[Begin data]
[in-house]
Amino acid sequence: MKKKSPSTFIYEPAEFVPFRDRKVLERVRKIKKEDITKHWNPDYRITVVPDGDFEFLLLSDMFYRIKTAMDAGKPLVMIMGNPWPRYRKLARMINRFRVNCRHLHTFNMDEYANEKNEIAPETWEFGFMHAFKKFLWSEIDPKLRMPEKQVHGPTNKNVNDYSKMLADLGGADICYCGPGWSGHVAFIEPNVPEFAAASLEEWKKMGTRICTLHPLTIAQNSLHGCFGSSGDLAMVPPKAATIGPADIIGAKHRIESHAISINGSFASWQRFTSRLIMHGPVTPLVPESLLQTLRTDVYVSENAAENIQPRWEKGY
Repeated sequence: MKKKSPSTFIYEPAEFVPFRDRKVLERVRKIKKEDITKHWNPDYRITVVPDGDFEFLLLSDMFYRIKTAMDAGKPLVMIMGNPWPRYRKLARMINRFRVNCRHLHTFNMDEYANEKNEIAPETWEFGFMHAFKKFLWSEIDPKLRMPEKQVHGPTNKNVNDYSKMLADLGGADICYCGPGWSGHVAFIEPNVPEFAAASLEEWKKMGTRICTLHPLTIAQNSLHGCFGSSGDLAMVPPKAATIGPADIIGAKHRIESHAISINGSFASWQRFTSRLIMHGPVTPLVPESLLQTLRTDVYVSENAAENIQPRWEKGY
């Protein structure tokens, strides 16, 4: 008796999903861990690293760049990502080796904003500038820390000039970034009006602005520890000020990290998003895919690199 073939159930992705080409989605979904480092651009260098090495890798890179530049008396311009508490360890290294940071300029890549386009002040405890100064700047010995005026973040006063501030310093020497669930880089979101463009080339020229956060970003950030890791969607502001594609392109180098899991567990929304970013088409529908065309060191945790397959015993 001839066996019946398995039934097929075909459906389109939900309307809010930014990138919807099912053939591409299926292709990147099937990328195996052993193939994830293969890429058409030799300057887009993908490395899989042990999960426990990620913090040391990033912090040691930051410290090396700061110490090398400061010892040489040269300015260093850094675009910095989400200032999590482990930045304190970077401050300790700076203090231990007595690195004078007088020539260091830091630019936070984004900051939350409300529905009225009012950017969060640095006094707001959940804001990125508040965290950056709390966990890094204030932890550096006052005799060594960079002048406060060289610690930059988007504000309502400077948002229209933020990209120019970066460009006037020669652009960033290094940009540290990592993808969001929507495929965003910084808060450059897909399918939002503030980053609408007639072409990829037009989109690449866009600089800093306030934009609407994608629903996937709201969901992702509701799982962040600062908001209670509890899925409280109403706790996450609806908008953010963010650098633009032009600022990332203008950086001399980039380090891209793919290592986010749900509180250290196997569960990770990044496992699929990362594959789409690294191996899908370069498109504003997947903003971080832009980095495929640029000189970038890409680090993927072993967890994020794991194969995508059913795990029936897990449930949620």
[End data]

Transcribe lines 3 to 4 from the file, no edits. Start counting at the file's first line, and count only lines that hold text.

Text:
Repeated sequence: MKKKSPSTFIYEPAEFVPFRDRKVLERVRKIKKEDITKHWNPDYRITVVPDGDFEFLLLSDMFYRIKTAMDAGKPLVMIMGNPWPRYRKLARMINRFRVNCRHLHTFNMDEYANEKNEIAPETWEFGFMHAFKKFLWSEIDPKLRMPEKQVHGPTNKNVNDYSKMLADLGGADICYCGPGWSGHVAFIEPNVPEFAAASLEEWKKMGTRICTLHPLTIAQNSLHGCFGSSGDLAMVPPKAATIGPADIIGAKHRIESHAISINGSFASWQRFTSRLIMHGPVTPLVPESLLQTLRTDVYVSENAAENIQPRWEKGY
């Protein structure tokens, strides 16, 4: 008796999903861990690293760049990502080796904003500038820390000039970034009006602005520890000020990290998003895919690199 073939159930992705080409989605979904480092651009260098090495890798890179530049008396311009508490360890290294940071300029890549386009002040405890100064700047010995005026973040006063501030310093020497669930880089979101463009080339020229956060970003950030890791969607502001594609392109180098899991567990929304970013088409529908065309060191945790397959015993 001839066996019946398995039934097929075909459906389109939900309307809010930014990138919807099912053939591409299926292709990147099937990328195996052993193939994830293969890429058409030799300057887009993908490395899989042990999960426990990620913090040391990033912090040691930051410290090396700061110490090398400061010892040489040269300015260093850094675009910095989400200032999590482990930045304190970077401050300790700076203090231990007595690195004078007088020539260091830091630019936070984004900051939350409300529905009225009012950017969060640095006094707001959940804001990125508040965290950056709390966990890094204030932890550096006052005799060594960079002048406060060289610690930059988007504000309502400077948002229209933020990209120019970066460009006037020669652009960033290094940009540290990592993808969001929507495929965003910084808060450059897909399918939002503030980053609408007639072409990829037009989109690449866009600089800093306030934009609407994608629903996937709201969901992702509701799982962040600062908001209670509890899925409280109403706790996450609806908008953010963010650098633009032009600022990332203008950086001399980039380090891209793919290592986010749900509180250290196997569960990770990044496992699929990362594959789409690294191996899908370069498109504003997947903003971080832009980095495929640029000189970038890409680090993927072993967890994020794991194969995508059913795990029936897990449930949620």